Rodriguez's call-up was one of several roster moves the Phillies made ahead of their series finale in New York. Right-handed pitcher Enyel De Los Santos was also recalled from Triple A, while Mitch Walding and Drew Anderson were optioned back to Lehigh Valley. 

Additionally, left-handed reliever James Pazos was designated for assignment. Acquired in the Segura trade with Seattle, Pazos wasn't sharp in spring training and had a rough go with the IronPigs, allowing six runs and seven walks in 7⅓ innings.

The Phillies have had to utilize more of their 40-man roster than they would have liked these last two weeks. Scott Kingery was Segura's replacement, but then Kingery suffered a hamstring injury of his own. The next man up was Phil Gosselin, who had two singles in his Phillies debut last Friday and a three-run double Saturday but is 0 for 12 since. Gosselin also committed a throwing error in the first inning of Tuesday night's loss.

Enter Rodriguez, who last season in the majors played every position except pitcher and catcher. He's spent most of his career as a bench utilityman but had a lot of success in 2016 as a platoon player with the Pirates, hitting .270/.349/.510 with 18 homers and 56 RBI in just 342 plate appearances.

Even through his struggles the last two seasons, Rodriguez has more than held his own against left-handed pitching. Since 2016, he has a .384 OBP against lefties, which you'd think factored into the timing of this call-up. The Phillies face the lefty Vargas on Wednesday and another southpaw in Caleb Smith Thursday. 

Rodriguez, who's tight with Andrew McCutchen and thrilled to again share a clubhouse with him, had an opt-out in his contract if he didn't make the team out of spring training but decided to stay in the organization and accept the role at Triple A. 

"I'm in it to win," he said. "That's what I told (Gabe) Kapler and (Matt) Klentak. It was clear this offseason this team was trying to win."

Rodriguez had been hitting for power at Triple A, going 11 for 25 with four homers, a triple, two doubles and 12 RBI in his last six games before Tuesday night. Despite that and the Phillies' growing injured list, he tried his best to not sit by his phone and await the call.

"We can try to play GM but I learned a long time ago not to do that," he said. "You obviously see the injuries and all that but you don't buy into it, you just try to show up every day and do your job on a daily basis."

Rodriguez is perhaps best-known for his fire and competitiveness in the field, on the bases and in the dugout. He's the consummate good teammate, the kind of guy who's usually the first one out when benches begin to clear in a situation like the Phillies experienced Tuesday night when two fastballs were thrown above Rhys Hoskins' head.

He has no intentions of dialing that back as he gets reacclimated to the group of guys he spent spring training with.

"I think if you've identified pretty early on that's who you are as a player and competitor, it's hard not to just continue to be that guy," he said. "If you're not, then you're almost taking yourself and your competitive nature and putting it aside. Basically, you're putting it in the closet. You don't want to do that. 

"If that's who you are, that's who you are. You learn to somewhat not let the rage come out in a bad or negative way. That's what you try to harness and buffer up a bit. But definitely not turning it off."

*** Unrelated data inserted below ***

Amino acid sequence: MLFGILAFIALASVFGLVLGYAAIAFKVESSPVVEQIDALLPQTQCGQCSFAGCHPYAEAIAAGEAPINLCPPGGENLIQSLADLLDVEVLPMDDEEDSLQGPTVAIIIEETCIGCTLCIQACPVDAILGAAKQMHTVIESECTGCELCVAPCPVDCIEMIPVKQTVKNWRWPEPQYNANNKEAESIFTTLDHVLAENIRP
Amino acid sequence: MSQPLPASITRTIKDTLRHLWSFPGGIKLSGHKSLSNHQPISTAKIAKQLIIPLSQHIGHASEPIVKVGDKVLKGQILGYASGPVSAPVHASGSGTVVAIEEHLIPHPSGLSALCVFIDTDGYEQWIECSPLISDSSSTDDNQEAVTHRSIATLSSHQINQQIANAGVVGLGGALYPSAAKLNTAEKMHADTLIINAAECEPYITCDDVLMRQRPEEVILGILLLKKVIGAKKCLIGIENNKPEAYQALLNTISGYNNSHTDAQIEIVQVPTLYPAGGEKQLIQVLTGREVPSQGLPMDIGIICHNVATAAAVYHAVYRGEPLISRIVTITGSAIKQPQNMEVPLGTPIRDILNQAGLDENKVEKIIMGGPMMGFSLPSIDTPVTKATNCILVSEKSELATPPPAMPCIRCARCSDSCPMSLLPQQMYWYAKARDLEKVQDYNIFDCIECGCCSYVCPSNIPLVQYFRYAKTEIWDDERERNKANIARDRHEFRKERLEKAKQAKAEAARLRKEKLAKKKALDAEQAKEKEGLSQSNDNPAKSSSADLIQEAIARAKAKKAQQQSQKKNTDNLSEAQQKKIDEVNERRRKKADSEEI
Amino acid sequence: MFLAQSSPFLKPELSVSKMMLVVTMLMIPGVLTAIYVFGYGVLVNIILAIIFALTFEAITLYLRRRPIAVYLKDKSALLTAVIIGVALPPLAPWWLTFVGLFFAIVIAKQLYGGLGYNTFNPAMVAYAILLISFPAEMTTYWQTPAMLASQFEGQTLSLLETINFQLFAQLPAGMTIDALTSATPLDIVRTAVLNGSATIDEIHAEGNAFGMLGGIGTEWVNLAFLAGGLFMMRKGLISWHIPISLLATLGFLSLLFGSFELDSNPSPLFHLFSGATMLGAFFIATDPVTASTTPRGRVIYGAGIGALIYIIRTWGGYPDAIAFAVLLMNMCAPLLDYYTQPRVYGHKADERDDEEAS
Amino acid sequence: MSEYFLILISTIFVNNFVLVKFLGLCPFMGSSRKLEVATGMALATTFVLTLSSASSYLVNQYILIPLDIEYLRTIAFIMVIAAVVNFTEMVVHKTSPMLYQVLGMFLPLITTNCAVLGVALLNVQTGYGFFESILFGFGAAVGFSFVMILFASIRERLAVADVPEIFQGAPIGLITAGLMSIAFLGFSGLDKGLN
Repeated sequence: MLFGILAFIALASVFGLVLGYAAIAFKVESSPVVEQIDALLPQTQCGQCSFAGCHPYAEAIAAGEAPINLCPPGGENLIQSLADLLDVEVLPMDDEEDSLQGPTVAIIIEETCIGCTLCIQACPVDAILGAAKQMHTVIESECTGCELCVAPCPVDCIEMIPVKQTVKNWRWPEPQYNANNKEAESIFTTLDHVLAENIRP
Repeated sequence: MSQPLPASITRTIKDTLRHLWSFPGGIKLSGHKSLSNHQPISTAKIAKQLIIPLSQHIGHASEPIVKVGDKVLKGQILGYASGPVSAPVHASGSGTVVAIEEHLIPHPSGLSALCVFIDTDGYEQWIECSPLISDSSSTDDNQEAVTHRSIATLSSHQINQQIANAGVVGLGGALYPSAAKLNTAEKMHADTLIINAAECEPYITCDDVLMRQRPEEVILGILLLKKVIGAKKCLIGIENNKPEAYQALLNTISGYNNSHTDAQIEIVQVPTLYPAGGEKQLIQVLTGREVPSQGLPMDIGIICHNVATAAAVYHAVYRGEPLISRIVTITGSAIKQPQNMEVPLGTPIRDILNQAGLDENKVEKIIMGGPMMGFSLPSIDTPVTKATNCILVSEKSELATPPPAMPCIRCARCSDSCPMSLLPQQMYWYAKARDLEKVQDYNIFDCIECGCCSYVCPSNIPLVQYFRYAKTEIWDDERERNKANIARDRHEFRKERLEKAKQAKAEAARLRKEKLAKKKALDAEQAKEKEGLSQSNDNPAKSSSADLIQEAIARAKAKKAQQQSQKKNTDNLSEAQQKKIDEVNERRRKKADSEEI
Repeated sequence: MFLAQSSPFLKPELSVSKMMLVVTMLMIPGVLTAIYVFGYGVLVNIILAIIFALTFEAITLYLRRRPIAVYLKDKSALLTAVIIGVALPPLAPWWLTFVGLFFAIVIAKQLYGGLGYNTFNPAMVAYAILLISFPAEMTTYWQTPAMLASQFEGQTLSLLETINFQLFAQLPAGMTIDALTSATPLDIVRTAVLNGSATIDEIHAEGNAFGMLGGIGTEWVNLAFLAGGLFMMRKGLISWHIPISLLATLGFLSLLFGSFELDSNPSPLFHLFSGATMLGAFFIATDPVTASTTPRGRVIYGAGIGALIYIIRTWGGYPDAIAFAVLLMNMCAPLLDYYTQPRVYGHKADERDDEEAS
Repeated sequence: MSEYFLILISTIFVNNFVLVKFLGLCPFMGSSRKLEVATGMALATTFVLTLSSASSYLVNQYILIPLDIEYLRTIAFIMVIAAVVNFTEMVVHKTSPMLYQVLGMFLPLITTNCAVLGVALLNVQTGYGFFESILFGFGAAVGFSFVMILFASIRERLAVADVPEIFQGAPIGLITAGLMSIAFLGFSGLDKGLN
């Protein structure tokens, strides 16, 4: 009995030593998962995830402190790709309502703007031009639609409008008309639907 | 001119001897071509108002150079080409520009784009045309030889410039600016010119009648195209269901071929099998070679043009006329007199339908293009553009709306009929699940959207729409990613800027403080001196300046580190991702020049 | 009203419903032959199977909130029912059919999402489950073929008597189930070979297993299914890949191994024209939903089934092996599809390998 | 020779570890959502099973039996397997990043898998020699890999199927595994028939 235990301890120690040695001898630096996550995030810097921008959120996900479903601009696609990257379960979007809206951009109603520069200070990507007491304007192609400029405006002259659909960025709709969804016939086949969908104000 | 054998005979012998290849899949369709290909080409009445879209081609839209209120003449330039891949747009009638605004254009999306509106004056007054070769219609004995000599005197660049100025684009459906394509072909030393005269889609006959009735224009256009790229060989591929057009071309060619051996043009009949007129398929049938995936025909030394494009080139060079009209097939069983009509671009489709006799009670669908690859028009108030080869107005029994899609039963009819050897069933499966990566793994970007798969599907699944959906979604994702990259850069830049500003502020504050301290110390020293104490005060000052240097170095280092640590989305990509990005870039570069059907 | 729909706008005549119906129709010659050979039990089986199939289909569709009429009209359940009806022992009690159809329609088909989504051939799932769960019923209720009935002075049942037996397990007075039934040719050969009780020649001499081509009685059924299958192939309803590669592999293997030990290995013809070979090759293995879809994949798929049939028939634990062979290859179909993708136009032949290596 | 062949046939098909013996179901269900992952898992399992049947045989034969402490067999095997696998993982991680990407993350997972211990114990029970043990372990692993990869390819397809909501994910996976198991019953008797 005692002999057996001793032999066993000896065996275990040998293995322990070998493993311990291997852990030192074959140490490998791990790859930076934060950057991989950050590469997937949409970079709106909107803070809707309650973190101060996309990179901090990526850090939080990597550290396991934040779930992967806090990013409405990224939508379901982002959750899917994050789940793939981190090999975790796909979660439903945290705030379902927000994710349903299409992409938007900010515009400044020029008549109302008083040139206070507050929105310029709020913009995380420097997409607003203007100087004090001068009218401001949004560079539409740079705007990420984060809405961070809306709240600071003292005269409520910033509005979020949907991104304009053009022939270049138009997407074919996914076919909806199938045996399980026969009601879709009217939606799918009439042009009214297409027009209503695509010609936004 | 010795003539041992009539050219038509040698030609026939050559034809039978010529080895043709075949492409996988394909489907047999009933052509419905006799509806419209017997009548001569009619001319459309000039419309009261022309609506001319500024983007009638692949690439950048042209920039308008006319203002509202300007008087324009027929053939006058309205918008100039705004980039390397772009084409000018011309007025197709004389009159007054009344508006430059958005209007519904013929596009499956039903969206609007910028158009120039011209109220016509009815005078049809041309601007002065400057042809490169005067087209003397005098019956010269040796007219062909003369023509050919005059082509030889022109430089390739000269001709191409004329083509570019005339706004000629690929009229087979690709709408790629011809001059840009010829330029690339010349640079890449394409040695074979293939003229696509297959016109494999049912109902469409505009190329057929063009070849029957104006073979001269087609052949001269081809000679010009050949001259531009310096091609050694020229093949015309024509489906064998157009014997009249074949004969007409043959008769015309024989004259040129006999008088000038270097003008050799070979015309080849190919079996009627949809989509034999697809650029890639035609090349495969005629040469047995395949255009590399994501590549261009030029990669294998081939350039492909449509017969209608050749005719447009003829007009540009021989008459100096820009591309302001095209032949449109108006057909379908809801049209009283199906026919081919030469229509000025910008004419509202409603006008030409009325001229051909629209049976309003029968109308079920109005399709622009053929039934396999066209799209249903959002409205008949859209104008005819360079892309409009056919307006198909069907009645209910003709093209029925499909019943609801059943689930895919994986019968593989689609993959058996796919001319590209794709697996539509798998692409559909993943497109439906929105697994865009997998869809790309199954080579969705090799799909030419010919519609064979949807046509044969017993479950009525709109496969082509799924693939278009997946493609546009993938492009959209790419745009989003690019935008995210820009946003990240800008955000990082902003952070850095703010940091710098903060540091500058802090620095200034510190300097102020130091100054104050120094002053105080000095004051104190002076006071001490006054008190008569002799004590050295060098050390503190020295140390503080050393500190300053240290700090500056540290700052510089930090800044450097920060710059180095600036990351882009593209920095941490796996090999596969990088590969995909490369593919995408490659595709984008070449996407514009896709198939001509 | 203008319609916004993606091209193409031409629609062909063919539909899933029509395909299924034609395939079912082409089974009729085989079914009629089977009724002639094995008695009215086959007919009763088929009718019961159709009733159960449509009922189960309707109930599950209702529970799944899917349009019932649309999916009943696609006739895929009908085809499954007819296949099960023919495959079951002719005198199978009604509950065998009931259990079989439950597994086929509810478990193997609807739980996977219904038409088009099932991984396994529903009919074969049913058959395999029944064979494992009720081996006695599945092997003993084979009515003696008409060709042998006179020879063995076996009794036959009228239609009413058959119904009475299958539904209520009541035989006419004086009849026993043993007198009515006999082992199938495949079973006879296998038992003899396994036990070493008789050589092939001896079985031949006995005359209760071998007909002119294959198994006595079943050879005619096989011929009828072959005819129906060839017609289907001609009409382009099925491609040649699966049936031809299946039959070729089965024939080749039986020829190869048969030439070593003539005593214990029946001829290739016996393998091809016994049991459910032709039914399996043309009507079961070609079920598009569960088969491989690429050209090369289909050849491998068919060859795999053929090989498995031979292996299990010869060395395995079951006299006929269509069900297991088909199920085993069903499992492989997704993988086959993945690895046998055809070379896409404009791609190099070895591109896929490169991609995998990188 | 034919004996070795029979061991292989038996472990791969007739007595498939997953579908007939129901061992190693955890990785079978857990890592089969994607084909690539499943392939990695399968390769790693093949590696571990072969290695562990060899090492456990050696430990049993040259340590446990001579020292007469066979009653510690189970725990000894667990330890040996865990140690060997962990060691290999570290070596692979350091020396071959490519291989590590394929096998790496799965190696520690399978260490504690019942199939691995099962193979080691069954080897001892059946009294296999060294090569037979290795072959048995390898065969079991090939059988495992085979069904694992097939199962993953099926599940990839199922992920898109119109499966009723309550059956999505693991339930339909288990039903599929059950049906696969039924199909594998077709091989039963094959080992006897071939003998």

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Upbeat David Robertson feeling good, eager to be reevaluated

USA Today Images/Bill Streicher

Upbeat David Robertson feeling good, eager to be reevaluated

NEW YORK — David Robertson, the most important and accomplished reliever in the Phillies' bullpen, is feeling good and might not be too far away from returning from a Grade 1 flexor strain in his throwing arm.

Robertson was upbeat Wednesday afternoon at Citi Field before the series finale between the Phillies and Mets. He admitted he's been antsy to get back during this process. He hasn't spent much time on the shelf throughout his 12-year big-league career, visiting the IL (then the DL) just twice, in 2012 with an oblique strain and 2014 when he "pulled something in [his] butt."

Robertson will be reevaluated by the Phillies' medical staff when they return home for the four-game series against the Marlins. He is hoping and assuming that evaluation will take place Thursday. If it goes well, he can resume throwing.

Robertson, who signed a two-year, $23 million contract with the Phillies this past offseason, has made seven appearances. The first three were ugly — four runs, 10 baserunners in two innings. The next four were strong — 4⅔ scoreless innings, four baserunners, five strikeouts.

Robertson felt the tenderness most when he would release the ball. He does not want to use the soreness as an excuse for those first three outings, one of them a ninth-inning meltdown in D.C. He's felt soreness and nagging pain at times during his long career like most major-leaguers so it's not always easy to determine when it's affecting his performance.

He's hoping that he doesn't need a rehab stint in the minor leagues but realizes it may be necessary given his recent inactivity. The last game in which Robertson appeared was April 14 in Miami when he pitched two scoreless innings in a Phillies win.

He's eager to get back, especially with the team's recent struggles. The Phillies entered Wednesday's game 1-5 on their two-city road trip.

"You watch some of these close games and think, 'Man, it should be me out there," he said. "But I don't want to be stubborn."